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Old 07-24-2003, 11:32 AM   #1
Mohsen
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_Cdecl


I want to write a function in a .cpp file, which compiled according to C patterns. I thought I should use this:
_Cdecl MyFunc(){}
or
__Cdecl
or
__cdecl
or...

I have tried every combination of underscore(s) and C|c and decl, but there seems that the word is undefined to g++.
What should I do?
 
Old 07-24-2003, 12:33 PM   #2
kev82
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i think you mean you want to be able to access a function in a cpp file from a c file. this requires that the function is linked C-style so must be defined extern "C" if that isnt what you want please ask again.
 
Old 07-25-2003, 05:08 AM   #3
Mohsen
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Thanks,
No, I want to define a function in a .cpp file not a .c file. I thick that something like cdecl should be defined for g++ that it behave with such a function:
cdecl int MyFunc() {}
according to c style functions.

there should be also some others like stdcall, fastcall, _Pascal, and so on.
 
Old 07-25-2003, 08:09 AM   #4
kev82
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you can declare a function to use the cdecl(or stdcall or any other) calling convention with gcc like this:

Code:
void function() __attribute__ ((cdecl))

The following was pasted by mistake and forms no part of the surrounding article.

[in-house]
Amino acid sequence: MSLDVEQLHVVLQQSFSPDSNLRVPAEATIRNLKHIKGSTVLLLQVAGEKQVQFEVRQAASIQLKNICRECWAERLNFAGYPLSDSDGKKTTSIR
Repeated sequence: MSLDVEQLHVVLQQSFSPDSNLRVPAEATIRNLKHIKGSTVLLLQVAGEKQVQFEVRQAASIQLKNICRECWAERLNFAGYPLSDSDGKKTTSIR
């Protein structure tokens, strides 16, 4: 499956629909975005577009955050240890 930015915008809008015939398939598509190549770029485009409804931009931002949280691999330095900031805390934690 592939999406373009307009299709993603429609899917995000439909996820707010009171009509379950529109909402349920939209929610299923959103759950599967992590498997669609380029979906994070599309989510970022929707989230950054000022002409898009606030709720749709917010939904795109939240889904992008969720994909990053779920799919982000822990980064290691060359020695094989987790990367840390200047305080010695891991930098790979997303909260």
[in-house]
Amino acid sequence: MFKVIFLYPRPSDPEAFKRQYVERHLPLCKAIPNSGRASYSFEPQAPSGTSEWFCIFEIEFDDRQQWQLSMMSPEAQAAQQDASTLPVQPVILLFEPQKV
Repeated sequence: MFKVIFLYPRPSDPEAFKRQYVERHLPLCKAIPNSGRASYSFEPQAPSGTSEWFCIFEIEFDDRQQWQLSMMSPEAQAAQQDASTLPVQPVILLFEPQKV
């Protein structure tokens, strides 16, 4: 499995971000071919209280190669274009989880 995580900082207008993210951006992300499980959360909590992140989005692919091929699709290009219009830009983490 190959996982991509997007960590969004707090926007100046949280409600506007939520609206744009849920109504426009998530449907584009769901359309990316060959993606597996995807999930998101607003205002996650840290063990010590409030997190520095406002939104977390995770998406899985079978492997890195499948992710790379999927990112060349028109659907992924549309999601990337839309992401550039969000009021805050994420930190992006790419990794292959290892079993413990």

{
...
}
but all that does is say that the caller will be responsible for popping all pushed arguments off the stack when the function returns. i dont think this is what you want though, as im pretty sure this is the normal calling convention anyway.

Quote:
I want to define a function in a .cpp file not a .c file.
yes and thats what i said. in your cpp file any function you want to call from anything non-C++ should be prefixed extern "C"

Code:
extern "C" int a() { return 1; }
int b() { return 1; }
i put the above in a cpp and compiled it, then running nm on the output gives me 2 exported functions

a
_Z1bv

notice a() has C style linkage and b() has C++ style linkage. if neither of the above was what you want can you post some example code so i can understand what you mean.
 
Old 07-26-2003, 12:20 AM   #5
Mohsen
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OK,
Thanks a lot.
 
Old 07-26-2003, 06:47 AM   #6
kev82
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just out of interest can i ask which solution you chose because im still not sure what your actual problem was.
 
Old 07-26-2003, 08:49 AM   #7
Mohsen
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I wanted to use a C program in my cpp code, so I tried to use the C code as is wihtout any changes (e.g. changing c to cpp), so that the C program work in my cpp code. So I wrote iit - as you mentioned - like this:

extern "C" {
// Here is my C code
}
____________________________

I thought that 'extern "C" ' is for when we have an object code and want to link it to a cpp code, so I thought that the only use of extern "C" is for something like this (only protoype):
extern "C" int printf (char* format, ...);

And now I leaned that it's not the only usage

--Sorry if I could not express my meaning--
 
Old 07-26-2003, 08:57 AM   #8
Mohsen
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Another thing, shouldn't C style linkage be like this:
int MyFunct(){return 1;} ==> _MyFunc ??
The function name with a underscore behind. Am I right?
 
Old 07-26-2003, 09:33 AM   #9
kev82
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it is with most windows compilers but it doesnt seem to be in unix.
 
  


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